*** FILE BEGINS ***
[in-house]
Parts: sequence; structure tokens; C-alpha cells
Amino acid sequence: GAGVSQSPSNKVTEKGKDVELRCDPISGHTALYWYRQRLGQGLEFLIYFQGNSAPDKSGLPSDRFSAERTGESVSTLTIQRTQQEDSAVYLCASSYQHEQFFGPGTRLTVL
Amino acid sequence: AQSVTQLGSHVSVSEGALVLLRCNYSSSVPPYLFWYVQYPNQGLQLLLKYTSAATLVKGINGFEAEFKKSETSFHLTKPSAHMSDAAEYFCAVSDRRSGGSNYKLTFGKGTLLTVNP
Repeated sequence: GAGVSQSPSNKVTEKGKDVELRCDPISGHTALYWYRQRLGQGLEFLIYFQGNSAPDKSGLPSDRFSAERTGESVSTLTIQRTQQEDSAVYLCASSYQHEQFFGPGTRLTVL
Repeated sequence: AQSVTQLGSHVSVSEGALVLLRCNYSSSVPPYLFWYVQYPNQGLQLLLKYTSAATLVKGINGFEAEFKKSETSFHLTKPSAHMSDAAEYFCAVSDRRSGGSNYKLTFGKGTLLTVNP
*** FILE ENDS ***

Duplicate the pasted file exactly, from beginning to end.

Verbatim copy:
[in-house]
Parts: sequence; structure tokens; C-alpha cells
Amino acid sequence: GAGVSQSPSNKVTEKGKDVELRCDPISGHTALYWYRQRLGQGLEFLIYFQGNSAPDKSGLPSDRFSAERTGESVSTLTIQRTQQEDSAVYLCASSYQHEQFFGPGTRLTVL
Amino acid sequence: AQSVTQLGSHVSVSEGALVLLRCNYSSSVPPYLFWYVQYPNQGLQLLLKYTSAATLVKGINGFEAEFKKSETSFHLTKPSAHMSDAAEYFCAVSDRRSGGSNYKLTFGKGTLLTVNP
Repeated sequence: GAGVSQSPSNKVTEKGKDVELRCDPISGHTALYWYRQRLGQGLEFLIYFQGNSAPDKSGLPSDRFSAERTGESVSTLTIQRTQQEDSAVYLCASSYQHEQFFGPGTRLTVL
Repeated sequence: AQSVTQLGSHVSVSEGALVLLRCNYSSSVPPYLFWYVQYPNQGLQLLLKYTSAATLVKGINGFEAEFKKSETSFHLTKPSAHMSDAAEYFCAVSDRRSGGSNYKLTFGKGTLLTVNP